A Richland woman beat up by her former boyfriend wore a T-shirt to court Wednesday with a photo of her swollen, bruised face and pleaded with a judge to send Robert Jorgensen to jail.
Jorgensen, 50, pleaded guilty Wednesday in Benton County Superior Court to a felony violation of a no-contact order and his attorney, Scott Johnson, had negotiated a deal to have prosecutors recommend a seven-day jail term.
Jorgensen, who was not in custody, would have remained free because he already had served seven days.
But after listening to Michele McIntosh's tale, Judge Craig Matheson ordered a 17-day sentence, which meant Jorgensen was taken into custody immediately,
"I am moved by the comments of the victim here and the injuries," he said. "I think they're severe."
McIntosh said she continues to deal with problems and injuries that stem from the August 2010 beating when she said Jorgensen punched and strangled her, knocking her unconscious.
"I just find it insulting -- seven days when I couldn't even open my right eye for 11 days. It was 20 days before my black eye went away," said the 39-year-old. "I'm walking out of here to get a drink of water (during a court recess) and he winks at me because it's funny to him. He's not even sorry. ... I feel slapped again."
Jorgensen was arrested by Kennewick police Aug. 25, 2010, after officers responded to a report of an assault at the Hawaiian Village apartment complex. A security guard told officers that he saw a man, later identified as Jorgensen, punch a woman in the face twice, then leave the area, court documents said.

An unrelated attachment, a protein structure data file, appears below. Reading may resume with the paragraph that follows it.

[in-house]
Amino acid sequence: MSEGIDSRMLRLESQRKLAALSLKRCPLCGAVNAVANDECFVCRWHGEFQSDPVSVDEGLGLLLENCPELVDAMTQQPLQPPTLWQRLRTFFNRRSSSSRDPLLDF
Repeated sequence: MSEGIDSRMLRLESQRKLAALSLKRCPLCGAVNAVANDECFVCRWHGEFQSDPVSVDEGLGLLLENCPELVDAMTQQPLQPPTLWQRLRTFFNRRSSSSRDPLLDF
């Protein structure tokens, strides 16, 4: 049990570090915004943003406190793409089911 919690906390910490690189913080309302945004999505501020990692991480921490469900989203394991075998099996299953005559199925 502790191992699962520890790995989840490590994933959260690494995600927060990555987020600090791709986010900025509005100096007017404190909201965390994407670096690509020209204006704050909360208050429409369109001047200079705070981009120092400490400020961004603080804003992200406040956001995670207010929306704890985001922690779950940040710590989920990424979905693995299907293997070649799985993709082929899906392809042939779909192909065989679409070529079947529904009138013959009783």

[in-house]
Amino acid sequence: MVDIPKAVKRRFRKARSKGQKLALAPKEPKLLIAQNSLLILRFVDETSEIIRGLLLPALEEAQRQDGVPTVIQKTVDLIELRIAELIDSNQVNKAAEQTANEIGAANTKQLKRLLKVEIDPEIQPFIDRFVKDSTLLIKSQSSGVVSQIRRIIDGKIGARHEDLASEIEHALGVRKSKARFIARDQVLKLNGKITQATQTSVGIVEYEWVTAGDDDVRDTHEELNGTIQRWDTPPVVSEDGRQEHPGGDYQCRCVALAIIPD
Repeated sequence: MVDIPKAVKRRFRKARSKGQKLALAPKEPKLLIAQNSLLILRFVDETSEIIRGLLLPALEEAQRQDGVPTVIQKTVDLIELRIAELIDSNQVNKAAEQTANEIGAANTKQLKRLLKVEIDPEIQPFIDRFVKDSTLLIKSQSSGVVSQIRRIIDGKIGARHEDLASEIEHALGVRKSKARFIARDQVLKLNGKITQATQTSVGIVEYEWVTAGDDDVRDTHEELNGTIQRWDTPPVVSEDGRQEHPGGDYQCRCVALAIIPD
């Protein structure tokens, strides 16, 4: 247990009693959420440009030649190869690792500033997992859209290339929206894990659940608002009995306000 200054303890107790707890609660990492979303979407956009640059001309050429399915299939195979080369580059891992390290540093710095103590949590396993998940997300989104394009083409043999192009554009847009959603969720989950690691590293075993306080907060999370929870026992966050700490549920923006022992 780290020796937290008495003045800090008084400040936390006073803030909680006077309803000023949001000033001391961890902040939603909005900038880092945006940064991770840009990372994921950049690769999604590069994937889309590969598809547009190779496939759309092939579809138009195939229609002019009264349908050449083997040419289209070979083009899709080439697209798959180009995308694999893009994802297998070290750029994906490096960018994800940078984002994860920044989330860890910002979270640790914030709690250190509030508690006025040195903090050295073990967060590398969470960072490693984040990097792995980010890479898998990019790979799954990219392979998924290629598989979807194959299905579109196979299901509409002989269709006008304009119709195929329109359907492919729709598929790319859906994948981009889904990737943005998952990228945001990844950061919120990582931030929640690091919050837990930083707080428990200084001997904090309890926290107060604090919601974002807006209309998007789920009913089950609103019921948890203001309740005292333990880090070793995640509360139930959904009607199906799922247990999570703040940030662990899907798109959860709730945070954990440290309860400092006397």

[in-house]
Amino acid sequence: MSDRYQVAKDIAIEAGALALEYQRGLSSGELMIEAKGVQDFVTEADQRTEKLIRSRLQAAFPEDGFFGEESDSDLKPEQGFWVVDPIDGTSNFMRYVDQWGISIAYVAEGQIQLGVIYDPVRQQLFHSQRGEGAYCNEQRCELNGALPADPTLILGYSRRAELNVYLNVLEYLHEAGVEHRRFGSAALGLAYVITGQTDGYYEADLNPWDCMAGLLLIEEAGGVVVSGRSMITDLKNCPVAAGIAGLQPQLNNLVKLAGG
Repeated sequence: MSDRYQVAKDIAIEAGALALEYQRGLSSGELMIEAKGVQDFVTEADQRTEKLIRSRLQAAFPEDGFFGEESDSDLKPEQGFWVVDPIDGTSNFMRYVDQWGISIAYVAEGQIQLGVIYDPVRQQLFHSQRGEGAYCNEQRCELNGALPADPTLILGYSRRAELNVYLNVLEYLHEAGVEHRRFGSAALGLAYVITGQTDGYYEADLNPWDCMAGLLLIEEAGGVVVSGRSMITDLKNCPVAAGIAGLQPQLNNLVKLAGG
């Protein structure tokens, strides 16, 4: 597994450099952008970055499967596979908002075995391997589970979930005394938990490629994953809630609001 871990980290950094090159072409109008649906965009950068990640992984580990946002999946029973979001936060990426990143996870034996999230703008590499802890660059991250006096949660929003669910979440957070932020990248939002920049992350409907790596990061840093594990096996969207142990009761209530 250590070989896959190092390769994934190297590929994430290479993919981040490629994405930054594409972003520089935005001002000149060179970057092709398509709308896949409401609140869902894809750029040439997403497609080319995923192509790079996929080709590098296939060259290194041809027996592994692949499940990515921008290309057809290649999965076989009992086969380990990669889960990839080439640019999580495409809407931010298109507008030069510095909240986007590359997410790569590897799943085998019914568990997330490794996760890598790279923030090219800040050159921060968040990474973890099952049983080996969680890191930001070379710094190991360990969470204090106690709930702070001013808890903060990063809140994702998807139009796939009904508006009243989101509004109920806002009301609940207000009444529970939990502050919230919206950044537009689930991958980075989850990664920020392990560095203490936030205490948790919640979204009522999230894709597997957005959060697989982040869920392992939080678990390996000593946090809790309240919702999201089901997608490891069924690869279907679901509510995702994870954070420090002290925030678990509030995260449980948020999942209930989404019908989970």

Officers found McIntosh with a bloody lip and swollen eye. She told officers that Jorgensen had hit her in the face several times, documents said.
Jorgensen previously was ordered to have no contact with McIntosh from an earlier incident, and he was arrested for violating that order.
Deputy Prosecutor Megan Whitmire told Matheson that Jorgensen had no prior felony convictions and recommended the seven-day sentence because he was a first-time offender. She also requested Jorgensen be required to get domestic violence, alcohol and drug evaluations and treatments.
"I know she does not agree with my recommendation, to put it lightly," Whitmire said about McIntosh.
Johnson told the court that he didn't want to disparage McIntosh but when she showed up with her son and boyfriend, all wearing theT-shirt showing her beaten face, he decided to present letters that McIntosh wrote to Jorgensen.
He said the issue is that they are dealing with two people who have no business being in a relationship with each other. He said he had 11 reports from Kennewick police where McIntosh was the agitator and said she continued to contact Jorgensen, even though she knew that would violate the order.
Johnson said he is not going to make excuses for a man who put his hands on a woman, but, "It wouldn't have happened if she hadn't stirred the pot."
He also said her blood-alcohol level taken at the hospital almost was 0.30 percent, which is more than three times the legal driving limit of 0.08.
"That's not a reason to be assaulted, but it kind of fills in the blanks on this case," Johnson said.
Jorgensen has mental health issues, had a competency evaluation done and is getting treatment, Johnson said. He also said he wasn't aware of any prior assaults by his client and asked Matheson to follow the recommendation.
Whitmire asked Matheson not to take McIntosh's blood-alcohol level or contact with law enforcement into account when making her decision, but Johnson said he thought it was "entirely relevant."
Matheson responded, "The issue here today is his behavior, not hers."
He told Jorgensen the most important thing he was going to do is impose another no-contact order.
"You are not to violate this order. I don't care if she calls you. If she calls you, hang up. If she sees you on the street, go the other way," Matheson said.
When Jorgensen tried to tell the judge that McIntosh runs after him, Matheson told him, "Then run the other way faster."